Tech may be trendy, but engineering is essential
A skills shortage means we badly need school-leavers to join the engineering industry
Ireland’s engineering industry is a central pillar of the economy, worth tens of billions every year. Photograph: iStock
There’s an interesting study that suggests more superficially attractive species of endangered animals, like the giant panda, attract more research and conservation funding than less attractive but equally endangered ones, like the Cuban crocodile.
A parallel can be perhaps drawn with Stem education in Ireland, the field of subjects concerned with the sciences, technology, engineering and mathematics upon which the world’s most innovative businesses and industries are founded.
In Ireland, we’ve placed a great deal of emphasis on the “t” in Stem: technology. It’s hardly surprising: tech is popular and trendy.
Engineering, on the other hand lacks a similar glamour, and as a result the “e” in Stem may be overlooked by the public and policymakers, much like the Cuban crocodile.
It shouldn’t. Ireland’s engineering industry is a central pillar of the economy, worth tens of billions of euro every year.
It’s a broad church incorporating the likes of civil engineers, computer engineers, design engineers and process engineers working to design and build the bridges, data centres and products of tomorrow.
We’re also a hub for specialist fields, particularly the medical devices, or the global “medtech”, sector.
Ireland produces vital medical devices, like stents, pacemakers and artificial joints, which generates exports worth €12.6 billion and employs more than 29,000 people.
In 2014-2015, more than 2,000 jobs were created by the medtech sector and almost €1 billion was pumped into valuable research, development and manufacturing expansion.
Bring under control
Put into real product terms, a third of the world’s contact lenses are made on Irish soil, while a quarter of the world’s diabetic population rely on injection devices produced here.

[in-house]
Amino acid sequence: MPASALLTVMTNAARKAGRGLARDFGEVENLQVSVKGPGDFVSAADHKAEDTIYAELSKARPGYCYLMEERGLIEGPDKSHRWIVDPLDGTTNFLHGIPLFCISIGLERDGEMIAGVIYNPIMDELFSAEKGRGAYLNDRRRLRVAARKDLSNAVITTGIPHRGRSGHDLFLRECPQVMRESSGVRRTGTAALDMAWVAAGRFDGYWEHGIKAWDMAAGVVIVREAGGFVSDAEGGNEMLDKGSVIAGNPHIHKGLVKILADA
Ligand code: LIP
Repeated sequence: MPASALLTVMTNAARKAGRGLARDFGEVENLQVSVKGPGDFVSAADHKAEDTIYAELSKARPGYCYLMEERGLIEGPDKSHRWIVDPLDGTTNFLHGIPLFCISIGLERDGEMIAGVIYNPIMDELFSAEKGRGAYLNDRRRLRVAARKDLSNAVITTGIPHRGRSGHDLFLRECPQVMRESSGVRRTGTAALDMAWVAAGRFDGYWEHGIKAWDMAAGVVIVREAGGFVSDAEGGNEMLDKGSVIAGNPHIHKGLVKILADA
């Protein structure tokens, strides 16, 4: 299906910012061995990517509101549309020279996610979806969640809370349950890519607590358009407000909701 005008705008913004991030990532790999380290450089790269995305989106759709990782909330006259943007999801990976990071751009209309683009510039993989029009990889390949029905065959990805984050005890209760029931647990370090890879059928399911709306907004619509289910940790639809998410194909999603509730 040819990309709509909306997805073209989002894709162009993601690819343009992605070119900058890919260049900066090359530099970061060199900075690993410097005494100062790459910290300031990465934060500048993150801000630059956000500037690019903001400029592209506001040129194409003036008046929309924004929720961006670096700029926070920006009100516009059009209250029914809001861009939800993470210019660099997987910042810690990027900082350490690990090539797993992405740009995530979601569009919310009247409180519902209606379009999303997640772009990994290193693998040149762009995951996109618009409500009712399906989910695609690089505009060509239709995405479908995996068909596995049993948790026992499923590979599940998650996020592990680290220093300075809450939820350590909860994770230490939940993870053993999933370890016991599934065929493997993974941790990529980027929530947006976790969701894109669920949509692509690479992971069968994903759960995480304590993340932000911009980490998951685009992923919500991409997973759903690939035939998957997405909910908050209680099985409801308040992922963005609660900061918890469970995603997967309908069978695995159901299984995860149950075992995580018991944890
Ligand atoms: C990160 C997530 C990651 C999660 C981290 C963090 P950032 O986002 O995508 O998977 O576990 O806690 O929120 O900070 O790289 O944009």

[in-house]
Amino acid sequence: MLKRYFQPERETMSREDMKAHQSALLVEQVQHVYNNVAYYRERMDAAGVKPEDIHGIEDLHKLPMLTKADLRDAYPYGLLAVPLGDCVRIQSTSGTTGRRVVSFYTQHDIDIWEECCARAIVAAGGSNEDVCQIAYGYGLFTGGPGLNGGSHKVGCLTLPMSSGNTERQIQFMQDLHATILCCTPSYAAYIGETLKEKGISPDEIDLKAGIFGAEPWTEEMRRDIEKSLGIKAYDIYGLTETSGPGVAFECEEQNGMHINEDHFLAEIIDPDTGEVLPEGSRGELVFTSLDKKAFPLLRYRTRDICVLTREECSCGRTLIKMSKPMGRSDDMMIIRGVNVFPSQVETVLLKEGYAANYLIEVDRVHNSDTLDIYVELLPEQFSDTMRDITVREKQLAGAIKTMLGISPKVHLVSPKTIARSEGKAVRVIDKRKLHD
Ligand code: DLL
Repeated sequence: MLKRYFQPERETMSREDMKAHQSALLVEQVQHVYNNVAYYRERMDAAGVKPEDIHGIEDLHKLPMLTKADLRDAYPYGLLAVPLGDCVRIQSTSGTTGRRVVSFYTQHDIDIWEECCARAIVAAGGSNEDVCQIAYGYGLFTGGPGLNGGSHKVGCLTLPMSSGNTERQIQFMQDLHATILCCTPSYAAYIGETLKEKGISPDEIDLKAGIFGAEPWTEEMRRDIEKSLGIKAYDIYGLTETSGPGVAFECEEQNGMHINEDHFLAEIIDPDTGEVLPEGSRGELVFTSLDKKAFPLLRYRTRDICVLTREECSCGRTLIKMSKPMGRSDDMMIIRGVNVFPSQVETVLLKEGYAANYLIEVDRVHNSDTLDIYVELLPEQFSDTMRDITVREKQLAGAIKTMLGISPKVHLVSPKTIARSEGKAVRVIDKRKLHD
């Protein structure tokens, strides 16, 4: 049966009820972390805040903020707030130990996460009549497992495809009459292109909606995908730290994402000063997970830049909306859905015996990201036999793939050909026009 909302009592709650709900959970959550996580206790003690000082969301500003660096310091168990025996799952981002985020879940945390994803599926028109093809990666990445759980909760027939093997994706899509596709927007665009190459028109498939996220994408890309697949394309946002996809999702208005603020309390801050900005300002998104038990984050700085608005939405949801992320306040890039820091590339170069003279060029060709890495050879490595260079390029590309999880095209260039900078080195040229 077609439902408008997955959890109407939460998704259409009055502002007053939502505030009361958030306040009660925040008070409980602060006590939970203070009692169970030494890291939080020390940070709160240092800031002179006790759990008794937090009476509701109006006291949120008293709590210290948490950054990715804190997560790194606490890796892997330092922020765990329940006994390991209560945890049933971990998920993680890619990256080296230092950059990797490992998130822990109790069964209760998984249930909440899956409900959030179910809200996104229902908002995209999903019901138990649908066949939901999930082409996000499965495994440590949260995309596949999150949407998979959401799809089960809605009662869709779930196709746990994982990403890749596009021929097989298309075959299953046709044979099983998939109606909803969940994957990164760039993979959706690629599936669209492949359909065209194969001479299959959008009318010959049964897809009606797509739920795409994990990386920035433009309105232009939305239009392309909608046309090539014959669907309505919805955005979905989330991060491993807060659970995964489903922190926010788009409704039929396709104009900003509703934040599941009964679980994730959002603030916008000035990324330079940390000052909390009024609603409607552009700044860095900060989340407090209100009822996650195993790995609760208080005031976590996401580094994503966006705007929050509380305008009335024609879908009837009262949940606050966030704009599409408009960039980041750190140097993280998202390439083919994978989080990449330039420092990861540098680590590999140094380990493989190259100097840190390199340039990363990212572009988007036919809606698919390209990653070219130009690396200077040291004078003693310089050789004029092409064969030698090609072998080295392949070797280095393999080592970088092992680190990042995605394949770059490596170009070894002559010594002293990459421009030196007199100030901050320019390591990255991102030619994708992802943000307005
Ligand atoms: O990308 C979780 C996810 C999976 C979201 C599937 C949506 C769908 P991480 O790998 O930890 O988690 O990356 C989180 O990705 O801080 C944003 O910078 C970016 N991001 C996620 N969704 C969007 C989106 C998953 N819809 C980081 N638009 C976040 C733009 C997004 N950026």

Despite this, Ireland is heading towards a skills shortage, and like software developers and programmers, engineers of all disciplines are in great demand. We need to bring this shortage under control now to ensure companies nationwide don’t look elsewhere for talent and to ensure Ireland continues to be attractive as an investment prospect.
We are taking very positive steps. The Government’s action plan for education, which seeks to make Ireland’s education and training institutions the best in Europe by 2026, is to be wholeheartedly welcomed.
In particular, its ambition to increase the number of students undertaking work placements as part of their third-level qualification is a progressive step. Furthermore, placing increased emphasis on engineering apprenticeships, which dropped off a cliff in the recession years, is vital as hands-on experience is a huge benefit for those starting their careers.
The action plan’s introduction of computer science to the Leaving Cert curriculum is especially good news for Ireland’s tech sector, but we cannot afford to rest on our laurels and neglect other Stem fields. Third-level engineering courses can, on occasion, suffer from high drop-out rates (25 per cent on average according to the Higher Education Authority). We could address this by introducing measures to better prepare school pupils for the rigours of a technical undergraduate course in second level.
Engineering is already on the Leaving Cert curriculum, and about 5,000 pupils nationally sit the exam every year. Industries that depend on engineers must help increase this number.
The onus is also on educators and the Government to help spread the subject to schools across Ireland, modernise the syllabus, and provide the resources and support necessary to make the course worthwhile, especially for prospective undergrads.
The recently published expert report, Stem Education in the Irish School System, is a positive step in this direction.
Outlined in the report are specific steps which will improve marketing of subjects such as engineering by making students and parents more aware of the job opportunities which are available.
Aside from Ireland’s long-term growth, the immediate reality of Brexit should put these issues into focus.
As major multinational companies, including those in the engineering sector, weigh up the pros and cons of remaining and investing in a non-EU country, Ireland should be doing everything in its power to make the prospect of setting up shop here as enticing as possible – that means demonstrating that we have a Stem-capable workforce that is ready to meet the needs of the world’s rapidly evolving high-tech economy.
Alice O’Dwyer is vice president of HR, Cook Medical EMEA